Have you ever tried asking some Fermi questions?

One questioning strategy worth trying in class is ‘Fermi questions’.

Fermi questions are named after the physicist and Nobel Prize winner Enrico Fermi.

He challenged his students to use estimation, common sense and numerical reasoning to work out quantities that were difficult or impossible to measure. He deliberately posed questions with limited information so that students had to ask more questions. His questions emphasise the process rather than the answer.

#### Examples of Fermi questions

***** How many times could you say the alphabet in 24 hours?

What a great selection of Fermi questions. I can understand why students would enjoy them, and see their potential to get students thinking and discussing.

can you post some of the possible answers?

Haha – which one?

the Earth to Moon one is 8.770248688 Years walking 5Km/h. the distance is 384,400Km

I have a bottom set of dispirited kids who talk or draw and reject the formal learning. I’m going to try a question from this list, to see if it sparks their attention. Thanks!

Let me know if you need anything else…

Thanks, I wrote the list and there’s plenty more where they came from!

Fermi questions are on the syllabus for the Core Maths exam. Some great ideas here for the next time I teach it.

Good to know!

“When you take a single breath, how many molecules of gas you intake would have come from the dying breath of Mahatma Gandhi ?”

How much air has been exhaled by Mahatma Gandhi in his last breath?

What is the volume of air in earth’s atmosphere? Radius of the Earth(RE) is approximately 6,400 km and 100 km is often used as the border between the atmosphere and outer space. But, 75% of the atmospheric air is within about 11 km of the surface.

What fraction of Gandhiji’s last exhaled air is present in a unit volume of atmosphere? we assume that during these 70 years it’s evenly distributed in earth’s atmosphere.

How many air molecules you inhale in each breath?

What are the chances that your current inhaled air contains air from Gandhiji’s last breath?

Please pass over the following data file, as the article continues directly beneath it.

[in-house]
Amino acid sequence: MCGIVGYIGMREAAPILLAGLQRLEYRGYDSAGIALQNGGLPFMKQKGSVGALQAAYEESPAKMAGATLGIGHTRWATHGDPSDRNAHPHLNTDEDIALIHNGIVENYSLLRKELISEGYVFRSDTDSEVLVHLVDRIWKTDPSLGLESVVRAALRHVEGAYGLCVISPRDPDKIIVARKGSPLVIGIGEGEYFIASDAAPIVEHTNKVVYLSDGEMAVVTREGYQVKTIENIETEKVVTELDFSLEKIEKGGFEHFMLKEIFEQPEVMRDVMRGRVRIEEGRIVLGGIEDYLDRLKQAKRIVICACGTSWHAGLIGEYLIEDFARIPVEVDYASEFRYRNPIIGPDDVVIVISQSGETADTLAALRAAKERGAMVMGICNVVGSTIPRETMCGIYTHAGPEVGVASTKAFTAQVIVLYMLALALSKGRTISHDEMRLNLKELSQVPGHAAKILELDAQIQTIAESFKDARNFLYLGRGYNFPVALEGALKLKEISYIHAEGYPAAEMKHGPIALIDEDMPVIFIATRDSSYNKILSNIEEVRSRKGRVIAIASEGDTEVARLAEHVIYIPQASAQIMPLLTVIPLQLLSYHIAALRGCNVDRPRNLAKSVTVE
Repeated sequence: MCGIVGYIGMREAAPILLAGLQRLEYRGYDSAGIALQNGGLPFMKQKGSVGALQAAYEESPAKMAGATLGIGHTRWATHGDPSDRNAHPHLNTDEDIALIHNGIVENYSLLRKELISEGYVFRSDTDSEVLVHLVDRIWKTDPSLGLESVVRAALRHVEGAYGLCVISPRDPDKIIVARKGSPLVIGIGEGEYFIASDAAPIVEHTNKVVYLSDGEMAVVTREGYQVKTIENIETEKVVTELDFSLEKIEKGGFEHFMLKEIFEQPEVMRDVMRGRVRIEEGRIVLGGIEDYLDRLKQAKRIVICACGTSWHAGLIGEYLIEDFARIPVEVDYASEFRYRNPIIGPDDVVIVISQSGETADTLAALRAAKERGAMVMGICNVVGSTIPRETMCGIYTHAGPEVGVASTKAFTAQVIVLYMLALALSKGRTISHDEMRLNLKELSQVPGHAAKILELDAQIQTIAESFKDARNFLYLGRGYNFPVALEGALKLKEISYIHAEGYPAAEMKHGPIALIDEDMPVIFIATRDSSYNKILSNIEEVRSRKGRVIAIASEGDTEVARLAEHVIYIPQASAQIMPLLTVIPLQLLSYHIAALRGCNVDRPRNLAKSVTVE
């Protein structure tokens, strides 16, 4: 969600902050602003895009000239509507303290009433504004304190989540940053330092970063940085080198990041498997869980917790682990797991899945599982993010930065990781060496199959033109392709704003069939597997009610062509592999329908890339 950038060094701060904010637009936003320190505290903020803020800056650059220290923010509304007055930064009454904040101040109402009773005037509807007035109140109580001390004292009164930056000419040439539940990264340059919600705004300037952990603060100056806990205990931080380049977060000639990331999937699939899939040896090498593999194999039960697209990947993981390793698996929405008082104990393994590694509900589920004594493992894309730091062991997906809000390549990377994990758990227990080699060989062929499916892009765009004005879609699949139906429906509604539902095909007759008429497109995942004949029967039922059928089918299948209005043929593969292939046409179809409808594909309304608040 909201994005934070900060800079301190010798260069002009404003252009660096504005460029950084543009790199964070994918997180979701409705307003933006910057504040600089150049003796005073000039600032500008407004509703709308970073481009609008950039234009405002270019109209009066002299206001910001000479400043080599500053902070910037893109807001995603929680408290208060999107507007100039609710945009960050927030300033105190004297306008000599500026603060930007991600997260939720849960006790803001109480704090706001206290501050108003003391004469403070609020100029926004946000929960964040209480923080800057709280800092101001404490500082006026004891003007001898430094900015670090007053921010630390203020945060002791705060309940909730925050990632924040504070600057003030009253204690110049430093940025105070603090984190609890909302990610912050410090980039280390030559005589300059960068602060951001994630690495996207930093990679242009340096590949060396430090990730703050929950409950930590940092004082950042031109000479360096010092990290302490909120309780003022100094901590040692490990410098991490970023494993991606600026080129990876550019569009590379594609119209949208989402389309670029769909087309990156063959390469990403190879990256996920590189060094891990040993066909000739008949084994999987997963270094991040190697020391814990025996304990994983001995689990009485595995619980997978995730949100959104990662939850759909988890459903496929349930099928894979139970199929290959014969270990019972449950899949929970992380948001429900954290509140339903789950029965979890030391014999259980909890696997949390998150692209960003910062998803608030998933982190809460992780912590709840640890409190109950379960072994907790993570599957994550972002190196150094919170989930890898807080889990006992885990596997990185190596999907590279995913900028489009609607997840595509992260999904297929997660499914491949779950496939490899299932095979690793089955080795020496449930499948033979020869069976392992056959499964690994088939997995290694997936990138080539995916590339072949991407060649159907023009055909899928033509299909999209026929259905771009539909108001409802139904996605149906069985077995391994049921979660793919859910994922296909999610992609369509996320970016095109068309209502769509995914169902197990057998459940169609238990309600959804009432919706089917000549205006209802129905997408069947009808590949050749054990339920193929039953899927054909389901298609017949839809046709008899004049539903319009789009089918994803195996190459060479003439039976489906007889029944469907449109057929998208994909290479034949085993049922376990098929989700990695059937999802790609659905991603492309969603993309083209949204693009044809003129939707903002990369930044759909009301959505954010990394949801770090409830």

Can you please share possible answers of these questions

There are so many possibilities, that would make it too easy for you and others reading…

Very good and resourceful

I put one on the wall (and on Google Classroom) each Monday morning for my students to discuss and play with during our staggered starts and finishes. I have a year 6 class and about half of them really enjoy it. The rest either ignore it or think it’s silly. I don’t make a fuss, just support and encourage the ones who want to try them. It has made some of my less mature children think a bit more critically and organise their thinking in problem solving during maths lessons.

A good effort nonetheless; perhaps an engaging image alongside the fermi question will work wonders?

Great to see some many people interested in this Topic – Fermi questions are so valuable for maths thinking and inclusive of all as you can respond with simple or complex solutions.

One thing to consider is relevance. Shouldn’t we try and ask questions that are worth answering.

Why ask – “How many pieces of popcorn does it take to fill a cinema?” (who cares!!) – when you can ask “How many people can you fit in a cinema and still observe social distancing rules?”

I usually have some criteria for my Fermi questions – they need to be

Meaningful (worth knowing)

Achievable

Relevant (to the student cohort)

Challenging (involving enough maths for complex answers as well as simple solutions”

Agree – it’s a fantastic methodology.